The Strength and Size Formula
There are people who want to be strong without the size, others that just live for the pump and then there are those that get greedy and want to be the biggest guy in the gym with the lifts to match. This article is about what you need to do, to be option number 3.
Let us start by looking at what you need to do to build SIZE vs what you need to do to build STRENGTH.
If you have read any of our other articles about building muscle, then you will know that there are a multitude of methods that can produce high-quality results. You can lift light-ish weights (~30 reps) to failure if you like to blow your muscles up, you can stick to traditional bodybuilding ranges and use around 70% of your max weight for 8-12 reps, or you can go down the powerlifting pathway and play around with some 5×5’s if you feel like moving some heavier weight. Of course, these are not the only options you have for building muscle, there is incredible variability in the methods that different people have used to build fantastic physiques.
Whilst there is freedom in the methods that you can use to build muscle, the underlying principles remain the same. Firstly, it is quite clear that we need to provide our body with a stimulus that challenges the body. In the case of hypertrophy (fancy word for muscle growth), the challenge needs to come in the form of mechanical loading. We need to challenge the body with either total load (heavier weight) or volume of load (increased sets/reps) and usually a combination of both. Unless you are a complete couch-dweller and haven’t exercised in months, you will also need to use a weight that you cannot lift for more than 30-40 reps or else you’re probably just doing a fancy version of cardio.
Training for strength is both simple and exceptionally complicated. In terms of developing MAX strength, countless coaches and scientists have shown that training near maximum (1-5 reps) provides the greatest increase in 1-rep strength for any given exercise. This largely comes down to the SAID principle which states that there are “specific adaptations to imposed demands” and what this really implies is that the more we practice a particular movement with a particular load, the better our body is going to get at performing this specific activity. Therefore if you want to get better at heavy deadlifting, best believe that you should be performing heavy deadlifts, and/or using exercises that have a similar movement pattern and similar neuromuscular demands.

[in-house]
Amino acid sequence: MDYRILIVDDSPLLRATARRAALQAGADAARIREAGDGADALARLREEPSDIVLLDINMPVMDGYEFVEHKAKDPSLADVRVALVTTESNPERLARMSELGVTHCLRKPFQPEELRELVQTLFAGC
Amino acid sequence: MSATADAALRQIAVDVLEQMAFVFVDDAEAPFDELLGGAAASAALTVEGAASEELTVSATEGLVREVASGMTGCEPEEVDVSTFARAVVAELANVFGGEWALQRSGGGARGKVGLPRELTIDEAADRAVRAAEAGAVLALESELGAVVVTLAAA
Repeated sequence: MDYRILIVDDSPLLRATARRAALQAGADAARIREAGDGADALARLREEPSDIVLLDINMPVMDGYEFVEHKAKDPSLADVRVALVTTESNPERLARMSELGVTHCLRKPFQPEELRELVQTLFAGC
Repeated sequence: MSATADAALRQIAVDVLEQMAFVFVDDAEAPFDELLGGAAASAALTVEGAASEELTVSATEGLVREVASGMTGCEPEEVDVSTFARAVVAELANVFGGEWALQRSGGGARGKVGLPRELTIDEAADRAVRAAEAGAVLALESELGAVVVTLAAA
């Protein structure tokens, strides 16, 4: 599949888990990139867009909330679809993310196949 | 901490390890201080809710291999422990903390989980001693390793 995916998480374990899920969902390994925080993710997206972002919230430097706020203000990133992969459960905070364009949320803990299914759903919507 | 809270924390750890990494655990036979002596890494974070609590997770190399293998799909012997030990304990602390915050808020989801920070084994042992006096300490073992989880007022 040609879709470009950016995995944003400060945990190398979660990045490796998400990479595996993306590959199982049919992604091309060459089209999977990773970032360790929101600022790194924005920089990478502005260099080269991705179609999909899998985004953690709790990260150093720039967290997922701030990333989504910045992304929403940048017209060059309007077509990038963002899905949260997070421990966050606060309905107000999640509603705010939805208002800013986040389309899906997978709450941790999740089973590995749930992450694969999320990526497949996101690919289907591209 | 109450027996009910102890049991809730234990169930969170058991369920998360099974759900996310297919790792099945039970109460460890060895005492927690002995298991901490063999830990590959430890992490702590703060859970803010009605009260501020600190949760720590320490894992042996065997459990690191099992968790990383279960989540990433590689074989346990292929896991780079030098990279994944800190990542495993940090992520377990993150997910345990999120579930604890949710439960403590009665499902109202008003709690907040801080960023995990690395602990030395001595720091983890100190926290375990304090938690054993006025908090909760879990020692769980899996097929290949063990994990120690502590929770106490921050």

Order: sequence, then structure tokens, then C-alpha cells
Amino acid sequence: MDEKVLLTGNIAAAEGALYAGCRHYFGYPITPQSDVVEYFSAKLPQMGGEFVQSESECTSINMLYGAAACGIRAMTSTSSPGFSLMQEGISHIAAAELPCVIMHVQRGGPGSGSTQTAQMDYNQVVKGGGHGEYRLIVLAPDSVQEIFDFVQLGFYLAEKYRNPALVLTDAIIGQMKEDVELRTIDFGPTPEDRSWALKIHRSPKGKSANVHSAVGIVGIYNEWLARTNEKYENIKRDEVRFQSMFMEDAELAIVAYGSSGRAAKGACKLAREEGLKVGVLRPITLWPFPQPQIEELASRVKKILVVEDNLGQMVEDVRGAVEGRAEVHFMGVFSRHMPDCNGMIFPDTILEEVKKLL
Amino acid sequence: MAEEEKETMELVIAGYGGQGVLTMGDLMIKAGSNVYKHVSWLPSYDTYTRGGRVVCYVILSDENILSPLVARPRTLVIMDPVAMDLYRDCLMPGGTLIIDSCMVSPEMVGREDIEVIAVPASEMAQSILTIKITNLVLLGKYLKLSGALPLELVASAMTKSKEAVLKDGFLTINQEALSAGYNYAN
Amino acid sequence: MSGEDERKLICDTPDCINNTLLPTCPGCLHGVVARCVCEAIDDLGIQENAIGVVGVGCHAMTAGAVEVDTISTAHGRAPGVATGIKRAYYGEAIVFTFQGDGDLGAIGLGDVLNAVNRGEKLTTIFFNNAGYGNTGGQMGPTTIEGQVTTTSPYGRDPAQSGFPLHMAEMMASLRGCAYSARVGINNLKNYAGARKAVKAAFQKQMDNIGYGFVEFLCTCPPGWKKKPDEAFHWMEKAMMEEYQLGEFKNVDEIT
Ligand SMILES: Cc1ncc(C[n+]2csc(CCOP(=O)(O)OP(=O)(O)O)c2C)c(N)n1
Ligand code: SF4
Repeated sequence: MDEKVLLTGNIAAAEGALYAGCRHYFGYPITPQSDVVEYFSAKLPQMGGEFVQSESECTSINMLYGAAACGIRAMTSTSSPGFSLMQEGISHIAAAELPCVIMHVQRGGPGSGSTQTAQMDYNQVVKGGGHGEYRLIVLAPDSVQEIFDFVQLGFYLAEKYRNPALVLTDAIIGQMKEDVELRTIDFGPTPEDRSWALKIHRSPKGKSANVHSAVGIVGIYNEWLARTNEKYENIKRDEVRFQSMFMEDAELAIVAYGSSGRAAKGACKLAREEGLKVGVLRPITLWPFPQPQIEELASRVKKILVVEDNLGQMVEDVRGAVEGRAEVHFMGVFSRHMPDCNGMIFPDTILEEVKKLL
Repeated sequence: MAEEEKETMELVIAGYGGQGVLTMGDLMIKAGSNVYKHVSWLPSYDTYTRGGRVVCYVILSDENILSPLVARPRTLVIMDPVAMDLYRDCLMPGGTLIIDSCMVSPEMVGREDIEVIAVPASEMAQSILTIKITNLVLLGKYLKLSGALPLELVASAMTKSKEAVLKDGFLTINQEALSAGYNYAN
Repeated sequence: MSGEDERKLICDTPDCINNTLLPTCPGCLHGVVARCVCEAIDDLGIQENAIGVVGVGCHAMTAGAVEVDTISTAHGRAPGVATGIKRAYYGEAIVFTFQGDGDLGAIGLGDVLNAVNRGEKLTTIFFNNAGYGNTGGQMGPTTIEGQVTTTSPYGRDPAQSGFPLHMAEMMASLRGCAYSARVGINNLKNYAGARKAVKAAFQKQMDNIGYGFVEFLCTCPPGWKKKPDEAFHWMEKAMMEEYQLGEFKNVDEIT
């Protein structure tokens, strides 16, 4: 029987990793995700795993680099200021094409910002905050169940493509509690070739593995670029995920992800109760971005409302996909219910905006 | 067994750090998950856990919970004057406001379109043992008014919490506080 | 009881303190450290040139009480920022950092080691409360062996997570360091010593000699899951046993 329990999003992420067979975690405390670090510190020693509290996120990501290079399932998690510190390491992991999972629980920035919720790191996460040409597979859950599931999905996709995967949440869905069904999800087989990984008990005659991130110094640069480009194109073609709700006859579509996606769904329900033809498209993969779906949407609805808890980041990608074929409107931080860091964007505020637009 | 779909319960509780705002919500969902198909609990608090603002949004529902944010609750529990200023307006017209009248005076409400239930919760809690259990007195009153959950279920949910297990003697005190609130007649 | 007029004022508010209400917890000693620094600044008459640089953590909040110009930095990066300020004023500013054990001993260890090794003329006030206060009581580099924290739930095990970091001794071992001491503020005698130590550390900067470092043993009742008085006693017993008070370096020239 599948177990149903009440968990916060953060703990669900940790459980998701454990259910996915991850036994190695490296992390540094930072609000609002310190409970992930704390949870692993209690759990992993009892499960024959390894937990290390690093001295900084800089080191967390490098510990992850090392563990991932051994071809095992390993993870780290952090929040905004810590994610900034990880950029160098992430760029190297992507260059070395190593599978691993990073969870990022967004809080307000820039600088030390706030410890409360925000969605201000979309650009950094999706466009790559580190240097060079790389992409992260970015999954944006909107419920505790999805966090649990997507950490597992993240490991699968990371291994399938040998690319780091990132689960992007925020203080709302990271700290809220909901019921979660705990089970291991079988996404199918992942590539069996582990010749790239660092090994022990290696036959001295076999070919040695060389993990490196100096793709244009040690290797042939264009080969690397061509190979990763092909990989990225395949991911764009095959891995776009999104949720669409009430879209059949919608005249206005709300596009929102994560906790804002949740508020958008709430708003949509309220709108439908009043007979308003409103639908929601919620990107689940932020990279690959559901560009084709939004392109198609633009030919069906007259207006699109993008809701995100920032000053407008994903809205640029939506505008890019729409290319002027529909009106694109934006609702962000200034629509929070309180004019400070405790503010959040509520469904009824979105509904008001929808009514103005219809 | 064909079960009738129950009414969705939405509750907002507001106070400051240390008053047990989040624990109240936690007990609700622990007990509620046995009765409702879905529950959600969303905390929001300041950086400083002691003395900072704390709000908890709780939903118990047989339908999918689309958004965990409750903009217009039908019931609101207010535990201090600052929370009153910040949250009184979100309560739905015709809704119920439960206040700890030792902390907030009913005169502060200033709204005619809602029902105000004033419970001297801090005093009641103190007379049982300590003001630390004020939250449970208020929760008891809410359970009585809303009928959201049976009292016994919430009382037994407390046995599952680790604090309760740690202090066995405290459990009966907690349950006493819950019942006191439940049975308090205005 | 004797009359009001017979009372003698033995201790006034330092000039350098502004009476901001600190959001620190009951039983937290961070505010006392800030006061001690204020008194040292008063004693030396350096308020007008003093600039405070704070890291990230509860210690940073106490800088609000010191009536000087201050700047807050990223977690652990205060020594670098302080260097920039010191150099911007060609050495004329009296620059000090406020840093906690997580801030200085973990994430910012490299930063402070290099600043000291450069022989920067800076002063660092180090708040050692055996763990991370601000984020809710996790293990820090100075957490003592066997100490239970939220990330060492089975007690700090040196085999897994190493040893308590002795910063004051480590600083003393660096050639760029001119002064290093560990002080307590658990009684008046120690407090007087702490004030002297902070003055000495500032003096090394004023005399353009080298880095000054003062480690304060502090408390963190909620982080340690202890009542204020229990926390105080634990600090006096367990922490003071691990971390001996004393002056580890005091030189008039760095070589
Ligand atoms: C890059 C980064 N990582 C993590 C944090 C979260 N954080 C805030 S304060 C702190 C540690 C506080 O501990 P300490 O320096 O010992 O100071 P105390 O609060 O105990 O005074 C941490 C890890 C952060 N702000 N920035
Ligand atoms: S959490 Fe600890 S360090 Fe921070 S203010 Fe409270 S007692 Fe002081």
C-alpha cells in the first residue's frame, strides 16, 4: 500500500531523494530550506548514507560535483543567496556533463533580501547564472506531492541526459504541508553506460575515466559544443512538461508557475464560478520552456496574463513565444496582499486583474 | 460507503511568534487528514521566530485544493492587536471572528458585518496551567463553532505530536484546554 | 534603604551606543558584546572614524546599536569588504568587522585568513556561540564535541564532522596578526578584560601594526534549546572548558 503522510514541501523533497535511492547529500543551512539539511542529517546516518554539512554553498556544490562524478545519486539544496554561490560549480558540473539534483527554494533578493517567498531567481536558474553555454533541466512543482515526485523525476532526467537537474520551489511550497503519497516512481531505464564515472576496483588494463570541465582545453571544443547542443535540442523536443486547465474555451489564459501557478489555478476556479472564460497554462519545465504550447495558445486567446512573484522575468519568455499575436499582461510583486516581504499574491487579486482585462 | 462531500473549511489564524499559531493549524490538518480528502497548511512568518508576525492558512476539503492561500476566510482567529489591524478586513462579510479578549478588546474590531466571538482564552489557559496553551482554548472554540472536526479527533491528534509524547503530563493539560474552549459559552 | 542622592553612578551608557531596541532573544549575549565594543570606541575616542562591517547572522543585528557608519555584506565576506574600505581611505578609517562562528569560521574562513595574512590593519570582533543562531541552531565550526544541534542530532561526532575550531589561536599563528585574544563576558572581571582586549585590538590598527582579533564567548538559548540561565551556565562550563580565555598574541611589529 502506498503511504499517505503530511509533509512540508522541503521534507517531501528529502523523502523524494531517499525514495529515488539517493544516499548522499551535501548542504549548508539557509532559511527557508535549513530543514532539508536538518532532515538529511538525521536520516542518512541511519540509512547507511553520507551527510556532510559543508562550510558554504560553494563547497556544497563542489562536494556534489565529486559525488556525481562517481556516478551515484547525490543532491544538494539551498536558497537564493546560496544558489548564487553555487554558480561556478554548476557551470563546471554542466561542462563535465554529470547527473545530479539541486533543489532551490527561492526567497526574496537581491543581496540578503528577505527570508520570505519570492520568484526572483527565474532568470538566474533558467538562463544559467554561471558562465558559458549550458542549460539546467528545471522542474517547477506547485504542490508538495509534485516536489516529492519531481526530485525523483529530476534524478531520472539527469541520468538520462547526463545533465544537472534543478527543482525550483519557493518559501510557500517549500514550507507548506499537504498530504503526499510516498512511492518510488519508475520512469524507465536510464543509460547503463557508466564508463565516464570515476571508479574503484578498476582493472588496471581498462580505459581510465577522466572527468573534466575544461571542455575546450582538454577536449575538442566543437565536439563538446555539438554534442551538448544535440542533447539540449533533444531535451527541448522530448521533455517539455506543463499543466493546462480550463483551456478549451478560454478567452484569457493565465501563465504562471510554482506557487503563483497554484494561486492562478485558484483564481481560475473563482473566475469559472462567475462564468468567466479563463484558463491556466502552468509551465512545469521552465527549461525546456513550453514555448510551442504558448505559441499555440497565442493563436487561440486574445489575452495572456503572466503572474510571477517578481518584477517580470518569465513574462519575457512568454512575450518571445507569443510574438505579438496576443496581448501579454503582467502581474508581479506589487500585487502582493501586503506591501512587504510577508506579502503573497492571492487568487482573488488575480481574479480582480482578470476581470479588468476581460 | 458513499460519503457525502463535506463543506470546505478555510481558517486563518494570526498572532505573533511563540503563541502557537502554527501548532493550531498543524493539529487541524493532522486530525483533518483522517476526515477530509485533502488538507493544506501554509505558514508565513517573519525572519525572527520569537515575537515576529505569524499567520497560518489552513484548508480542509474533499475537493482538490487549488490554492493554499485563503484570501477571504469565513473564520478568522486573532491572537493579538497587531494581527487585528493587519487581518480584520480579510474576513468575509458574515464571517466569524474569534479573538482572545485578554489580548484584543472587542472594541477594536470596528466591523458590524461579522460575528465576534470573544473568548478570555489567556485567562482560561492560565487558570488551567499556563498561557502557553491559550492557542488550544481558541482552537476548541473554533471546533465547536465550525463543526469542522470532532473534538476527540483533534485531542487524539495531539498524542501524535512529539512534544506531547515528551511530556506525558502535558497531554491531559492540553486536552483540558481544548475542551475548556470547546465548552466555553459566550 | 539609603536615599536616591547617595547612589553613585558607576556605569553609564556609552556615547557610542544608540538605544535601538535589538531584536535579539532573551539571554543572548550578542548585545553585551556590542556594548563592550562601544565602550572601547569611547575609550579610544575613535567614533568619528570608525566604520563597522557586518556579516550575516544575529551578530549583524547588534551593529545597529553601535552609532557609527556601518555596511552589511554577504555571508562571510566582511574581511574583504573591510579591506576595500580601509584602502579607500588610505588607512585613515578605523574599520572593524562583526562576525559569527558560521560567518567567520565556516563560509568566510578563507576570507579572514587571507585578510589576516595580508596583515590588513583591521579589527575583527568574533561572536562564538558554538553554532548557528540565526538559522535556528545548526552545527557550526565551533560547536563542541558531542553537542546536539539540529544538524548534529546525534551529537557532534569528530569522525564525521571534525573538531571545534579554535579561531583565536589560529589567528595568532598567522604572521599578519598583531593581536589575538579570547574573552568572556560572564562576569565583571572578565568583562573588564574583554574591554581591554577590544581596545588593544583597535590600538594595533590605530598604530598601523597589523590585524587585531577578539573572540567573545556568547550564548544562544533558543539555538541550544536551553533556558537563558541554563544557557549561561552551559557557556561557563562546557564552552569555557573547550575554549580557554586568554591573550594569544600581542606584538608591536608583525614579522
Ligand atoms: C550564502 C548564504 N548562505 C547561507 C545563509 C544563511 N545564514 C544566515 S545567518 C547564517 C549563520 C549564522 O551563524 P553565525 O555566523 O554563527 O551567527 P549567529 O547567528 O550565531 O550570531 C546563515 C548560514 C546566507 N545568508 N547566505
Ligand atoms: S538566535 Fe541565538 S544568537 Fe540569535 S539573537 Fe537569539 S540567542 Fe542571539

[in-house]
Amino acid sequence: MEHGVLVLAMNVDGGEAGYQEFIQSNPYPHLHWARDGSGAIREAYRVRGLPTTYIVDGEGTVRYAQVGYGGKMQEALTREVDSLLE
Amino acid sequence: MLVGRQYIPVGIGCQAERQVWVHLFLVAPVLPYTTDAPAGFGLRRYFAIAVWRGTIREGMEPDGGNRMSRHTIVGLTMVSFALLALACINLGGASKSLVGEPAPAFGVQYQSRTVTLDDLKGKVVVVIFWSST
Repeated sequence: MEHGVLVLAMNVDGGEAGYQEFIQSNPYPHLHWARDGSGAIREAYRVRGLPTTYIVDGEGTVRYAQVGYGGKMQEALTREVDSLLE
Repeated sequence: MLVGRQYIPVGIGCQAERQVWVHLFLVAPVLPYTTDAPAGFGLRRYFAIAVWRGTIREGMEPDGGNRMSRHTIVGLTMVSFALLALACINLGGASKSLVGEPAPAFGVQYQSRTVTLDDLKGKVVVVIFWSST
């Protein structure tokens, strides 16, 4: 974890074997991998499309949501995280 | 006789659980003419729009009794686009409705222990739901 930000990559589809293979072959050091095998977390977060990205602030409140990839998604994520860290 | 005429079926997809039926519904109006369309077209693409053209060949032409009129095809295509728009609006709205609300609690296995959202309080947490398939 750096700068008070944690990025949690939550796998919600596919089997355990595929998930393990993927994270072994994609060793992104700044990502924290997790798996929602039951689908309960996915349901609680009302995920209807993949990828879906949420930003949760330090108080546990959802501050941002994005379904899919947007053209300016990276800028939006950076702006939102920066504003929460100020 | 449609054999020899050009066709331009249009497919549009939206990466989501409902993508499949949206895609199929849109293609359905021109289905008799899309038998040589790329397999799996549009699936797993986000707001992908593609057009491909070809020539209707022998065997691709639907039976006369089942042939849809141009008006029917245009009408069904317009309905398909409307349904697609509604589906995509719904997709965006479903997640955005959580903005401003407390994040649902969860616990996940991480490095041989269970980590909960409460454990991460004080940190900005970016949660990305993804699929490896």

This does not mean that all you should do is lift as heavy as you can! There are many other factors that go into building maximal strength. Whilst training with heavy loads (1-5 reps) is great for improving several neuromuscular components that influence strength, this method isn’t optimal for all aspects of strength development. Muscle size is one of the key ingredients for developing maximal strength and it has been shown that using very high weights for very few reps is not ideal for stimulating hypertrophy. Therefore it is important to make sure that your training is designed to cover all bases of strength development.
"As you can probably conclude, size and strength go together like cheese and crackers. The bigger you are, the more potential you have to lift heavier weights."
THE BEST OF BOTH WORLDS
As you can probably conclude, size and strength go together like cheese and crackers. The bigger you are, the more potential you have to lift heavier weights. So how do we increase muscle size in a way that is MOST beneficial to max strength?
We try to stick closer to the strength end of the hypertrophy-continuum. Using a rep range somewhere around 5-15 is going to stimulate muscle growth whilst being MORE SPECIFIC to max-strength than higher rep ranges. The neural and structural adaptations are going to be closer to those created during heavy lifting and are less likely to produce OPPOSING adaptations that can be seen with very high rep, endurance-type exercise.
To maintain maximal strength, it is important that you continue to include some specific strength work (>80% 1RM) in your program at all times. For general strength, try to cover all of the key movement patterns each week (upper body push, squat variation and a pull variation) without going too overboard on volume or frequency. 3-5 working sets using 1-5 reps should do the trick!
Due to the high neural and bioenergetic requirements of heavy lifting, it is best to begin your session with maximal strength work (after your dynamic warm-up of course!). We want to ensure that the body is fresh and ready to perform at maximal capacity for each working set. This means that there will need to be an extended break of 2-4 minutes between sets to maximise recovery. Once you have completed your strength work, you can then move onto your high-rep, high-fatigue hypertrophy sets. We always suggest reducing the complexity of the exercises as fatigue increases across the session to avoid a breakdown in technique.
Of course, there is always more to it and the information provided here is simply an overview of what you need to consider when designing your own size and strength training program. As we have mentioned in several other articles, the effort you put into your training must be matched by your recovery and your nutrition if you want to get the absolute most out of your training!
Train hard, eat well and keep moving forward!